Iran Conducts Another Missile Test

© AFP 2023 / Mahmood Hosseini /TASNIM NEWSA long-range Qadr ballistic missile is launched in the Alborz mountain range in northern Iran on March 9, 2016. (File)
A long-range Qadr ballistic missile is launched in the Alborz mountain range in northern Iran on March 9, 2016. (File) - Sputnik International
Wednesday served as another opportunity for Iran to flex its missile arsenal. The Iranian military used the same Semnan launch pad to fire the missile as it used in January, Fox News World reported.

The Iranian military tested a short-range Mersad surface-to-air missile, according to the news outlet. 

The missile landed 35 miles away from where it started, a US official told Fox.

Just days ago, President Donald Trump slapped a slew of new sanctions on entities thought to support Iran's ballistic missile program. Iran retaliated with its own set of sanctions, adding that Trump's sanctions "are not compatible with America's commitments and Resolution 2231 of the UN Security Council that endorsed the nuclear deal reached between Iran and six powers."

Iran's President Hassan Rouhani (File) - Sputnik International
Iran Announces Counter Sanctions Against US

Satellite images previously showed that Iran was going to use the pad to send a satellite into space atop a Safir rocket, but the send-off apparently was scrapped. "The reason Iran scrubbed the previous launch is not yet known," ZeroHedge reported.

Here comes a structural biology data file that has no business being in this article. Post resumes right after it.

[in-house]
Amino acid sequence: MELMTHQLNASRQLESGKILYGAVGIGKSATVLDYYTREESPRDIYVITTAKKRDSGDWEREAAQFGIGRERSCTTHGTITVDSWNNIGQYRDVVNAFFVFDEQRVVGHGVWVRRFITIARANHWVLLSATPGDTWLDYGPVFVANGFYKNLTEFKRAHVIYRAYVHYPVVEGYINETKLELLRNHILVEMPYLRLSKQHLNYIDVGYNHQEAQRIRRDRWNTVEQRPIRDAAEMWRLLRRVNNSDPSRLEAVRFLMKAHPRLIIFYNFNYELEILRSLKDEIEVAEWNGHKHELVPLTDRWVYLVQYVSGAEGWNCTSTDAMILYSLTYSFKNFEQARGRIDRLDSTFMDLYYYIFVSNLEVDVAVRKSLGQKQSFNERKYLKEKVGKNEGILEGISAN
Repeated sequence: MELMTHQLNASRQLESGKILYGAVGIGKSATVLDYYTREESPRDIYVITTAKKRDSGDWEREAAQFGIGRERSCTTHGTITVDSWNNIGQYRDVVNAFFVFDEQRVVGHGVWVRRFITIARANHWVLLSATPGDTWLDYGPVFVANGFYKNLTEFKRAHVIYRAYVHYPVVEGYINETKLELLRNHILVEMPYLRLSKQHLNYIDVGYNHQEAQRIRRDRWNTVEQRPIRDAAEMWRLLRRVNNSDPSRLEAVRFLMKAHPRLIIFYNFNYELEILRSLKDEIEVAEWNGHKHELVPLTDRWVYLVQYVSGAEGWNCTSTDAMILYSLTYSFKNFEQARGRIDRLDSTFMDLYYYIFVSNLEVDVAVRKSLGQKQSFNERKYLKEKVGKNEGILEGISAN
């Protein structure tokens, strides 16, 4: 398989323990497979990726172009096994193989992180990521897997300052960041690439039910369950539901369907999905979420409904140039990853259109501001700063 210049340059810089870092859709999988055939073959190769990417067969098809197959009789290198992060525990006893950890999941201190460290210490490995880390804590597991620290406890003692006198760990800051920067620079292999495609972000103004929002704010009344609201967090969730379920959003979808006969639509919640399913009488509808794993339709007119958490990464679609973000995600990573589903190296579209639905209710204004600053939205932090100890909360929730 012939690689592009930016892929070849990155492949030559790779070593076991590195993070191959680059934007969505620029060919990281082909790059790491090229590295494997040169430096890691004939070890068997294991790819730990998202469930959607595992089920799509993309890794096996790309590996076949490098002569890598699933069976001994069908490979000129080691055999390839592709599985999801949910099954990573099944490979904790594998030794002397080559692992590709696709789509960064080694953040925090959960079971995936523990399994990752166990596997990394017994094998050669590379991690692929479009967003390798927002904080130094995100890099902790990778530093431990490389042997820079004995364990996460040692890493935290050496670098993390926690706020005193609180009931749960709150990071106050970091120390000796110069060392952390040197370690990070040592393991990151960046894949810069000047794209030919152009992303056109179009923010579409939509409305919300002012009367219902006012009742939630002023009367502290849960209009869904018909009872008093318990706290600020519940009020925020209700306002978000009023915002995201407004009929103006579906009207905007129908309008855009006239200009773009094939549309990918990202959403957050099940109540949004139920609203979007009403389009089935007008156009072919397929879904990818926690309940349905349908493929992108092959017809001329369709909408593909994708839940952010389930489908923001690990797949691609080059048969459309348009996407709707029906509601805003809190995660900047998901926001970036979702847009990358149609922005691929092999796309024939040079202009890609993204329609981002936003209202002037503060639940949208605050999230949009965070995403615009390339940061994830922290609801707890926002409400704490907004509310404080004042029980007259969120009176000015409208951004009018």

Critics have pointed out that the Mersad air defense system fires surface-to-air missiles that are essentially reverse-engineered Raytheon MIM-23 Hawk missiles. 

The missile launch occured following reports that Trump was considering designating Iran's Islamic Revolutionary Guard Corps as a terrorist outfit. Trump and his team consider Iran the "clearest danger" to America's interests, a senior aide told Rueters. 

According to White House National Security Adviser Michael Flynn, the days when Washington turned a "blind eye" to Iran's "hostile and belligerent actions" are "over."

The US Department of Defense declined to comment when RIA Novosti asked the agency about Iran's missile tests. "We don't have any additional information," Pentagon spokesman Christopher Sherwood said. 

Fox News and Zero Hedge are the only media outlets that have provided details on the launch. 

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